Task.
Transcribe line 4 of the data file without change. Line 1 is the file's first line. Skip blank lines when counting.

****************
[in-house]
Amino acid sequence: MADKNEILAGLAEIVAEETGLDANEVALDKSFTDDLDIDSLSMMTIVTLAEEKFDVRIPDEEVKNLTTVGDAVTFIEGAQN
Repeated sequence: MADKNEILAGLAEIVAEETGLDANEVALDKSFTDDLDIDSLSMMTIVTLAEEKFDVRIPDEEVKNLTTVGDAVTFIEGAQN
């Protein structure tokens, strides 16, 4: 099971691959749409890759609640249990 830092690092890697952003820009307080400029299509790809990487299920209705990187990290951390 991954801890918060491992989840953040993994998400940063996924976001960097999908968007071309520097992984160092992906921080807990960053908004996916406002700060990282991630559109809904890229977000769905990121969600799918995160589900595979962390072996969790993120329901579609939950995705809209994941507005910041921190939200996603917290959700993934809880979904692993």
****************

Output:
């Protein structure tokens, strides 16, 4: 099971691959749409890759609640249990 830092690092890697952003820009307080400029299509790809990487299920209705990187990290951390 991954801890918060491992989840953040993994998400940063996924976001960097999908968007071309520097992984160092992906921080807990960053908004996916406002700060990282991630559109809904890229977000769905990121969600799918995160589900595979962390072996969790993120329901579609939950995705809209994941507005910041921190939200996603917290959700993934809880979904692993």